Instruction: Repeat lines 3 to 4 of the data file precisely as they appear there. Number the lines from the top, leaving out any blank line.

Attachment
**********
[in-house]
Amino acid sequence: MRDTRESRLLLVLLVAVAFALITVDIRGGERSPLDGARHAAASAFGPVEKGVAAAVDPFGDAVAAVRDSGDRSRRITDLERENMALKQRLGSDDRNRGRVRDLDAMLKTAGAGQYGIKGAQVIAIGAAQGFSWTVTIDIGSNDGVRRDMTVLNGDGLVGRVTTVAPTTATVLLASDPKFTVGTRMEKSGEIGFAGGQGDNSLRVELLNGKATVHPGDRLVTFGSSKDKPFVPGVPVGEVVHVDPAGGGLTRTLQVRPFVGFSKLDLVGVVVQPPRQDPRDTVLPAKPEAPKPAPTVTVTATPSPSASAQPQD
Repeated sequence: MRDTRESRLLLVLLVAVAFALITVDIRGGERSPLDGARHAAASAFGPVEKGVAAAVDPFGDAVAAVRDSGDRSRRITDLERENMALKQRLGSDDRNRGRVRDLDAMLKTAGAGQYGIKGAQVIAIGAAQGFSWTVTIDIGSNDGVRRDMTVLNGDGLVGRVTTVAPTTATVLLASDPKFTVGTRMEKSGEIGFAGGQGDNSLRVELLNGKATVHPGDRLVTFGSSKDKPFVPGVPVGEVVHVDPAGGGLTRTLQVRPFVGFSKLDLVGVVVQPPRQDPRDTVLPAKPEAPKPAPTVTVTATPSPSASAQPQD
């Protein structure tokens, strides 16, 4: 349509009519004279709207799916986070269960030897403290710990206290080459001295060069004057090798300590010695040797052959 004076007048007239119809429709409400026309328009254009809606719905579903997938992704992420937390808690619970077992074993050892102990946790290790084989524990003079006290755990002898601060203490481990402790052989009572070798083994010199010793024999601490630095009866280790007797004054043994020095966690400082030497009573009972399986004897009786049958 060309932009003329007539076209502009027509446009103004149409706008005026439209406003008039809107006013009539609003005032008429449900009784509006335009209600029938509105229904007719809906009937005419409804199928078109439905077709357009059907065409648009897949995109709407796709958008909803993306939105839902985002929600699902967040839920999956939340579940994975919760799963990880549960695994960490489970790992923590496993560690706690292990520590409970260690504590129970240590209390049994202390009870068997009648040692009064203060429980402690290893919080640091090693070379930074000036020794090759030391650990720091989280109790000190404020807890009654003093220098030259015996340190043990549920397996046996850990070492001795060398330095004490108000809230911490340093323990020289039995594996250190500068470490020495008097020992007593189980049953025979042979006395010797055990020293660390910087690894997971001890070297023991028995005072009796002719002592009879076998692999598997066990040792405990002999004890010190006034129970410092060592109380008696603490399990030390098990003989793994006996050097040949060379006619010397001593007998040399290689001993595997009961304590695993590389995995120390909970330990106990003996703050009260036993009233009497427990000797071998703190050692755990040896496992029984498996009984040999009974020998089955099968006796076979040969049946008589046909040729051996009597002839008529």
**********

Repeated sequence: MRDTRESRLLLVLLVAVAFALITVDIRGGERSPLDGARHAAASAFGPVEKGVAAAVDPFGDAVAAVRDSGDRSRRITDLERENMALKQRLGSDDRNRGRVRDLDAMLKTAGAGQYGIKGAQVIAIGAAQGFSWTVTIDIGSNDGVRRDMTVLNGDGLVGRVTTVAPTTATVLLASDPKFTVGTRMEKSGEIGFAGGQGDNSLRVELLNGKATVHPGDRLVTFGSSKDKPFVPGVPVGEVVHVDPAGGGLTRTLQVRPFVGFSKLDLVGVVVQPPRQDPRDTVLPAKPEAPKPAPTVTVTATPSPSASAQPQD
């Protein structure tokens, strides 16, 4: 349509009519004279709207799916986070269960030897403290710990206290080459001295060069004057090798300590010695040797052959 004076007048007239119809429709409400026309328009254009809606719905579903997938992704992420937390808690619970077992074993050892102990946790290790084989524990003079006290755990002898601060203490481990402790052989009572070798083994010199010793024999601490630095009866280790007797004054043994020095966690400082030497009573009972399986004897009786049958 060309932009003329007539076209502009027509446009103004149409706008005026439209406003008039809107006013009539609003005032008429449900009784509006335009209600029938509105229904007719809906009937005419409804199928078109439905077709357009059907065409648009897949995109709407796709958008909803993306939105839902985002929600699902967040839920999956939340579940994975919760799963990880549960695994960490489970790992923590496993560690706690292990520590409970260690504590129970240590209390049994202390009870068997009648040692009064203060429980402690290893919080640091090693070379930074000036020794090759030391650990720091989280109790000190404020807890009654003093220098030259015996340190043990549920397996046996850990070492001795060398330095004490108000809230911490340093323990020289039995594996250190500068470490020495008097020992007593189980049953025979042979006395010797055990020293660390910087690894997971001890070297023991028995005072009796002719002592009879076998692999598997066990040792405990002999004890010190006034129970410092060592109380008696603490399990030390098990003989793994006996050097040949060379006619010397001593007998040399290689001993595997009961304590695993590389995995120390909970330990106990003996703050009260036993009233009497427990000797071998703190050692755990040896496992029984498996009984040999009974020998089955099968006796076979040969049946008589046909040729051996009597002839008529």